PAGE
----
Oct 18 2012
It can be risky to base your investment philosophy off of which political party may or may not win the upcoming election. Read the following article for sounds tips on staying grounded during election time.
Real World Politics Meet Real World Investing
visit Forbes.com to view the original article
This is the time of year when you start to see investment ideas based on predictions of the US Presidential Election. There are lists of stocks that should or could go up under a Republican administration and a companion list of companies that are predicted to rise under a Democratic administration.
Personally, I don’t think selecting specific stocks tied to the outcome of an election is a very good idea. While investors could select the right stock for the right reasons, there’s too much company specific risk in any given stock: loss of a key supplier, scandal, management changes, unfavorable currency fluctuations. And many election issues are not simply resolved by who ends up occupying the White House—far more complex analysis is required.
The free market, in theory, can do some of this homework for you. These same election issues are already being voted on daily, ahead of November 6, in Benjamin Graham’s “voting machine” across many companies. Motif Investing recently published 21 thematic indexes—called motifs—to “poll the votes” ahead of the election: everything from Obamacare to Cleantech. This policy-tracking isn’t completely scientific, not yet at least, but politically-oriented motifs offer a window into how each Party’s policy positions are playing out in real economic terms, which for self direct investors, could prove to be a useful tool.
The top performing Republican issue motif index for the last month was Guns, Guards and Gates, up 2.5% for the month and 15.9% for the year. This index includes companies such as Smith & Wesson (SWHC), Tyco International (TYC), Alliant Techsystems Inc. (ATK) and other security companies. Although the President has not done much to affect relevant laws, guns is always a safe get-out-the-vote issue for the Republican base.
Likewise, the top performing Democrat issue motif index for the last month was Senior Care that includes companies such Medtronic Inc. (MDT), Fresenius Medical Care AG & Co. (FMS), and DaVita Inc. (DVA). It is up 2.9% this month and 27.7% for the year. With Obamacare front and central in this election, this index tracks the companies that benefit from a growing insured ranks and an aging America.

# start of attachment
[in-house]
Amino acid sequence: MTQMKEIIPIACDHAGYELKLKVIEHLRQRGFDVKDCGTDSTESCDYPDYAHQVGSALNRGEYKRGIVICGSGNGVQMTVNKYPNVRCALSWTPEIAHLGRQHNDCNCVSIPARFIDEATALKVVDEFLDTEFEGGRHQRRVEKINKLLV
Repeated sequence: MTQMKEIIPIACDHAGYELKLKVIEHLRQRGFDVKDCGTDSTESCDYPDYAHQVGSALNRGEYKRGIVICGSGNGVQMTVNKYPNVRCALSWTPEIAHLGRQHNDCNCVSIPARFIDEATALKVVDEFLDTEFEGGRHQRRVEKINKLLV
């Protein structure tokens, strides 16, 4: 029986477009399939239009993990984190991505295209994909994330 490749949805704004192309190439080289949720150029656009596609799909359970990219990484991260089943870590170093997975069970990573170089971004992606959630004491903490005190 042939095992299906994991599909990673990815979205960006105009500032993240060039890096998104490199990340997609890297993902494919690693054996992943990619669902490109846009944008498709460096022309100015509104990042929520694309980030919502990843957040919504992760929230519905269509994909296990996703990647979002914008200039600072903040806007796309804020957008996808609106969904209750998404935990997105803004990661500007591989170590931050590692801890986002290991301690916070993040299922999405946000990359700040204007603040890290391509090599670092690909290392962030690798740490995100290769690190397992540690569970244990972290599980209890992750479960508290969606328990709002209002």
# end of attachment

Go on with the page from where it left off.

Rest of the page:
In addition to the specific issues, this is an election about big money donors. President Obama and Governor Romney could end up spending over $1B each on this election. Just as some polls show President Obama with a slight edge, the Democratic Donors motif index is ahead of the Republican Donorsmotif index. Specifically, Democratic Donors that includes stocks like Time Warner (TWC), Google (GOOG) and Microsoft (MSFT), is up 2.6% for the month, up nearly 33.5% in the past year. While the companies in Republican Donors which includes Goldman Sachs (GS), Exxon Mobil (XOM) and Sheldon Adelson’s Las Vegas Sands (LVS) —increased 1.3% over the past month and 25.3% over the past year.
Unfortunately, no matter who wins the election, many Americans believe that the country is going to remain polarized into haves and have nots, with neither the Republican or Democratic agenda dictating the business climate. For that the Income Inequality motif index tracks stocks that caters to the 1% and the 99%. This index consists of luxury retailers like Saks (SKS), Tiffany (TIF) and Ralph Lauren (RL) as well as deep discount retailers like Big Lots (BIG) and Dollar General (DG). It is down 0.1% for the month, but up 20.3% for the year.
Tonight many of these issues will be on display in the vice presidential debate between Paul Ryan and Joe Biden. There will be lots of chatter and noise the next day from pundits, with the somewhat ironic result that real clarity may be hard to come by. I will instead be watching how investors vote with their buys and sells. Especially until the real votes come in on November 6.